[discuss] /1net Steering/Coordination Commitee

Mawaki Chango kichango at gmail.com
Fri Dec 20 18:40:20 UTC 2013


On Fri, Dec 20, 2013 at 6:22 PM, Suzanne Woolf <suzworldwide at gmail.com>wrote:

> On Dec 19, 2013, at 11:34 PM, George Sadowsky <george.sadowsky at gmail.com>
> wrote:
> >
> > I largely agree with Andrew's view of this issue.
> >
> > We have a multitude of issues in the IG space that could stand increased
> understanding and improvement.  If we could focus on the issues and work
> toward that increased understanding of the issue, the alternatives, and the
> pros and cons of the alternatives, then we might be making progress toward
> improving IG.
> Likewise, and not to put words in my colleagues' mouths but in hopes of
> moving this line of thought forward….
> >
> > Michael Gurstein and I had what I thought was a useful exchange a few
> weeks ago.  The hypothesis that I think we tended to agree upon, more or
> less (Michael, please correct me if you disagree), was the following
> (somewhat simplified): that the fight over representation is really a proxy
> war; the real fight -- the hidden fight -- is over different opinions on
> issues, and the representation fight allows the issue fight to be hidden.
> >
> > To the extent that this is the case, the representation fight obstructs
> getting to the issues and is counterproductive to our work.  Let's get
> directly to the issues.  In doing so, let's realize that agreement on
> issues cuts across stakeholder silos, and let's rethink how best to
> structure these conversations.
> >
> I read this post, and have watched how the discussion has evolved,
> particularly on the subject of "representation".
> One of the things that Andrew alluded to earlier in the thread was "rough
> consensus" as a component of "do stuff; structure later." This aspect of
> the suggestion being made hasn't been called out, but I think it's
> critically important, for two reasons:
>         1. "rough consensus" as it's generally understood in a lot of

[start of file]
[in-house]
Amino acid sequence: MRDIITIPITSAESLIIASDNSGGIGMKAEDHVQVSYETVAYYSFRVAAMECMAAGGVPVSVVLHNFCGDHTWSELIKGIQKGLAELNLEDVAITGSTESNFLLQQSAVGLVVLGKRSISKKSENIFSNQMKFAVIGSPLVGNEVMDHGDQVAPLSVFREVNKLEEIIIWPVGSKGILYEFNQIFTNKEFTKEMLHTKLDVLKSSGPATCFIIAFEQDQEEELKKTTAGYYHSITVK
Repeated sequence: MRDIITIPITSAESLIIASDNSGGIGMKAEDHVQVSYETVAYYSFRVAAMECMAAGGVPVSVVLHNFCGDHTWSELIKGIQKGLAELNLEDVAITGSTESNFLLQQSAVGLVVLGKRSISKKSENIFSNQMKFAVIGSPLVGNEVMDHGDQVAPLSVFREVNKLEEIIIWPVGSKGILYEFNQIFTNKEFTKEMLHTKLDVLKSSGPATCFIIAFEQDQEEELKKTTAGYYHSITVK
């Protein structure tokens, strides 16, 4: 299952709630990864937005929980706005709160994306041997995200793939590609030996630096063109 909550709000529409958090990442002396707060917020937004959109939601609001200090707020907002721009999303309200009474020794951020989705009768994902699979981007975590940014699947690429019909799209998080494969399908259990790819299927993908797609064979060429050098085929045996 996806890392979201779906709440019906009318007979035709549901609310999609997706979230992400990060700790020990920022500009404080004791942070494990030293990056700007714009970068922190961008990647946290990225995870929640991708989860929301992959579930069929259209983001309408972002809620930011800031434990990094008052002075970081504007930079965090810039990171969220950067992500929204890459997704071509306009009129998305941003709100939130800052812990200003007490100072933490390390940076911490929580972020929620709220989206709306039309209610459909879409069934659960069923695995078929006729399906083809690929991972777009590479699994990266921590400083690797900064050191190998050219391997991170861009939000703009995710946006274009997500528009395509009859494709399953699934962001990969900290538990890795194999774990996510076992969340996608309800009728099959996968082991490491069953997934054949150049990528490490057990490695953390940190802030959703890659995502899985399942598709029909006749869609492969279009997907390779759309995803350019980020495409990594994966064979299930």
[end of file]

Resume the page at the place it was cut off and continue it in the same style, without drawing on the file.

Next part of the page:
> so-called "technical community" circles is not unanimity and does not
> reduce to vote-counting. It means more or less that everyone's been heard,
> everyone's had an equal chance to speak, and not everyone is completely
> happy with the outcome but almost everyone can live with it.  It's a useful
> concept for moving conversation forward in situations where the
> participants adamantly refuse to appoint others to speak for them or
> "represent" them….and yes, this is a big part of how we got the Internet we
> have today on the technical side: there was a lot of personal interaction
> and trust among the "pioneers," but assuming they always agreed on answers,
> or even interests and priorities, would be inaccurate. They didn't, and
> their successors don't.
>         2. One of the features of the "rough consensus" approach is that
> committees, working groups, and other subsets or their "leaders" do not
> have to be "representative" in any conventional sense to serve the function
> of moving the group towards recognizable and actionable consensus. The
> question of whether a result has the support necessary to be actionable
> within the group is moved from a question of *who* is making the decision
> to *how* it's being made, with the entire group in a position to see and
> judge where consensus is formed.
> It's possible to have significant levels of administrative effort expended
> around forming and judging positions on issues, but one advantage of such
> an approach is that it sidesteps the question of "representation" in the
> process of getting to those issues. It's also somewhat self-limiting, in
> that a steering committee or leader who consistently oversteps the will of
> the group is likely to find themselves on the sharp end of a consensus that
> they be replaced.
> Such an approach is not always appropriate, but I humbly suggest that for
> the proposed function of the 1net steering committee, it's a good start.
> I think the 1net steering committee needs to be about "Let's get some
> stuff done" (John Curran has provided several good descriptions of the kind
> of stuff that needs doing, as have others), and letting the system evolve.
> I'm lots less interested in who is on the steering committee, especially
> initially, than I am in having them be open about what decisions they're
> making and how. If a more formal steering committee and a more
> representative set of participants needs to be invented, it seems
> reasonable to expect we'll be able to tell and we'll be able to come up
> with additional structure that might be needed.
> best,
> Suzanne
> Suzanne Woolf
> (just another techie, speaking for myself alone)
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